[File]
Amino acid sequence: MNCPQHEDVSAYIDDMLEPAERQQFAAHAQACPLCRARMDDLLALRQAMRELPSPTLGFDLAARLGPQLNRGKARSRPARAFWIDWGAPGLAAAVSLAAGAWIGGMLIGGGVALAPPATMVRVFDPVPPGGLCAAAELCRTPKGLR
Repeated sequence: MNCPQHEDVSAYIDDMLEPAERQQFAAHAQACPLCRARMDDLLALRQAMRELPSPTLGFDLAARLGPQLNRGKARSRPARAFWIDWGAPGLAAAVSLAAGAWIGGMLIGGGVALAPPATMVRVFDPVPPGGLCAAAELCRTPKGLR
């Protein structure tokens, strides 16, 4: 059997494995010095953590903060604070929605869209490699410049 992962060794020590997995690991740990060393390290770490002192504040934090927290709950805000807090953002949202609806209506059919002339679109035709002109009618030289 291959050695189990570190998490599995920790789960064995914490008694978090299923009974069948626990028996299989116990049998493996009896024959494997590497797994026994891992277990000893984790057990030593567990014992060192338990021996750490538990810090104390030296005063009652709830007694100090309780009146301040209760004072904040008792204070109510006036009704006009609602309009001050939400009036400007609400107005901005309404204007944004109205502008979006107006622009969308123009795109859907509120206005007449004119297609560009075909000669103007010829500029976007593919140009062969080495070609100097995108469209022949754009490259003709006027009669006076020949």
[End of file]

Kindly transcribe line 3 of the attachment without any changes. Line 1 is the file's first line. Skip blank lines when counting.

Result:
């Protein structure tokens, strides 16, 4: 059997494995010095953590903060604070929605869209490699410049 992962060794020590997995690991740990060393390290770490002192504040934090927290709950805000807090953002949202609806209506059919002339679109035709002109009618030289 291959050695189990570190998490599995920790789960064995914490008694978090299923009974069948626990028996299989116990049998493996009896024959494997590497797994026994891992277990000893984790057990030593567990014992060192338990021996750490538990810090104390030296005063009652709830007694100090309780009146301040209760004072904040008792204070109510006036009704006009609602309009001050939400009036400007609400107005901005309404204007944004109205502008979006107006622009969308123009795109859907509120206005007449004119297609560009075909000669103007010829500029976007593919140009062969080495070609100097995108469209022949754009490259003709006027009669006076020949």